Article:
Justin Amash—the only Republican who has said publicly that he wants President Trump to face impeachment—is celebrating the Fourth of July in style after announcing that he's quit the GOP.
Writing in the Washington Post, Amash made a thinly-veiled attack on Trump in an emotional plea to Americans to reject “the partisan loyalties and rhetoric that divide and dehumanize us.” He went on to say that American politics is trapped in a “partisan death spiral,” and warned : “If we continue to take America for granted, we will lose it.”
Amash's decision to quit the party comes after he joined Democratic calls for an impeachment inquiry after the publication of the Mueller Report in April. Since then, he's had to deal with the scorn of his colleagues and has been publicly singled out as a “lightweight” by the president, who said Amash was “a loser who sadly plays right into our opponents hands!”
Trump welcomed the news of Amash's exit Thursday, calling him “one of the dumbest and most disloyal men in Congress.” He added: “[Amash] knew he couldn't get the nomination to run again in the Great State of Michigan. Already being challenged for his seat. A total loser!”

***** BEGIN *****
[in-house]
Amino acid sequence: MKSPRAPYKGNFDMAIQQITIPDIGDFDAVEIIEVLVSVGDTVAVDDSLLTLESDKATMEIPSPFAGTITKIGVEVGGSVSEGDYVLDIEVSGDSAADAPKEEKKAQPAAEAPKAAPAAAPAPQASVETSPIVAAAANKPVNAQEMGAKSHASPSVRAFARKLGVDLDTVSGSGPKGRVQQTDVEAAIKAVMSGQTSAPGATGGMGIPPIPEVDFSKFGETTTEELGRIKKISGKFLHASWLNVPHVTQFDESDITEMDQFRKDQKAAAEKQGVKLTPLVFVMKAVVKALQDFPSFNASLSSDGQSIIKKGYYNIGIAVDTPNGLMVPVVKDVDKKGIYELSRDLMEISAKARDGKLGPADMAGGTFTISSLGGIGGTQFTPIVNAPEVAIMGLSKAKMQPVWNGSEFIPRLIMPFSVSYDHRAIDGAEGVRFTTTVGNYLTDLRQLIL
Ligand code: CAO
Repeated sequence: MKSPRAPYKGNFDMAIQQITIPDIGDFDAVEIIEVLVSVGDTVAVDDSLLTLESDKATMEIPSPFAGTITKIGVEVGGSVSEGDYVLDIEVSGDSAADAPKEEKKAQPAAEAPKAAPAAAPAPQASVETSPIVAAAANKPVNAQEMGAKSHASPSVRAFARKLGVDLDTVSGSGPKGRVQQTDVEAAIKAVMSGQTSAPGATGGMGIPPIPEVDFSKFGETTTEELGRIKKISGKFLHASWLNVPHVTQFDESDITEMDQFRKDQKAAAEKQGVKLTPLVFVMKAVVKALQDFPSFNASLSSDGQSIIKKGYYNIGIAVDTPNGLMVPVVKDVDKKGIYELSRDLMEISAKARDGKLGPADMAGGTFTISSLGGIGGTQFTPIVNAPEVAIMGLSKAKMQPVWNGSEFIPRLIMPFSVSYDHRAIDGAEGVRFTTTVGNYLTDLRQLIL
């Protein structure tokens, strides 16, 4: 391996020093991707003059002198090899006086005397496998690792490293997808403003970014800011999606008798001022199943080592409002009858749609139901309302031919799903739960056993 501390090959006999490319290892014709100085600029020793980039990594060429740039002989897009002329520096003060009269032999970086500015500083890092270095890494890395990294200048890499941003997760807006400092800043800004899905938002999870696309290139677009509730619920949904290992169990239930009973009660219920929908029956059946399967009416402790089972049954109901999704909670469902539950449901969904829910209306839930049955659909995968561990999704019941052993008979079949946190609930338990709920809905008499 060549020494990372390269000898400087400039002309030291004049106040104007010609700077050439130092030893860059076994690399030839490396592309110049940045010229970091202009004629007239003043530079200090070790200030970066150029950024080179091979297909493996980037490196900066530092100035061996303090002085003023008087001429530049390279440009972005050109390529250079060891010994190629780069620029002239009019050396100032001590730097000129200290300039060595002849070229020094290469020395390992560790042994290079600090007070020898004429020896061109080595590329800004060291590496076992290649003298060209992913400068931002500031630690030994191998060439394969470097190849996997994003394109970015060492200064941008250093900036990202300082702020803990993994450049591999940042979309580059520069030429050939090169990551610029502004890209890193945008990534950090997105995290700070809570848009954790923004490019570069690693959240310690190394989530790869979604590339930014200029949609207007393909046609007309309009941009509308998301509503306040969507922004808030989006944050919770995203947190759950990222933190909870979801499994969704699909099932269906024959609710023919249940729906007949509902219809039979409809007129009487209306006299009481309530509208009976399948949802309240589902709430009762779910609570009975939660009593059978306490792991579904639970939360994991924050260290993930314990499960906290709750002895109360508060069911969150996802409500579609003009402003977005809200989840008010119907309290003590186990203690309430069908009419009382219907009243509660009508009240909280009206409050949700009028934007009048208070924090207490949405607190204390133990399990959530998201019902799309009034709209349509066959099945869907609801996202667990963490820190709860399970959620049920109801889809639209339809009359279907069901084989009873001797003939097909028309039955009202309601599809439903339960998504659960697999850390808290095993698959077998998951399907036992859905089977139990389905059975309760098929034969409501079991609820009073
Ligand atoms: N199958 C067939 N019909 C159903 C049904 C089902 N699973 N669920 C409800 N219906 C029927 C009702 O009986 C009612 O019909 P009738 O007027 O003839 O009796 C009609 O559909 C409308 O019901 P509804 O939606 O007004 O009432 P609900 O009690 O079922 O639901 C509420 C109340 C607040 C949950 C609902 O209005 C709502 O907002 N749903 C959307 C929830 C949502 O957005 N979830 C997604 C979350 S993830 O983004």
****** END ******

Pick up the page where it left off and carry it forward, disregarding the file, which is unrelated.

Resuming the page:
In his article, Amash quoted extensively from George Washington's farewell address which warned against the dangers of partisanship. Amash wrote that Washington's fears are coming true and that Americans allowed elected officials to toss the constitution aside for the sake of party unity, and that he's become “frightened” by the two-party system in recent years.
“Today, I am declaring my independence and leaving the Republican Party,” wrote Amash, summing up his announcement. “No matter your circumstance, I’m asking you to join me in rejecting the partisan loyalties and rhetoric that divide and dehumanize us. I’m asking you to believe that we can do better than this two-party system—and to work toward it.”
Amash's departure will fuel speculation that he's hoping to become the nation's leading anti-Trump conservative and seek the Libertarian Party nomination for the 2020 presidential election. He's been evasive on the question before, telling CNN earlier this year that he can't rule out the move because he feels that “someone” has to shake up two-party politics.
The move will also throw open the GOP primaries in Michigan's 3rd District, where several Republican candidates have already announced their intention to challenge Amash for his congressional seat.
Providing he does try to keep a hold of his seat—which he didn't mention in the article—he’ll now face reelection as an independent.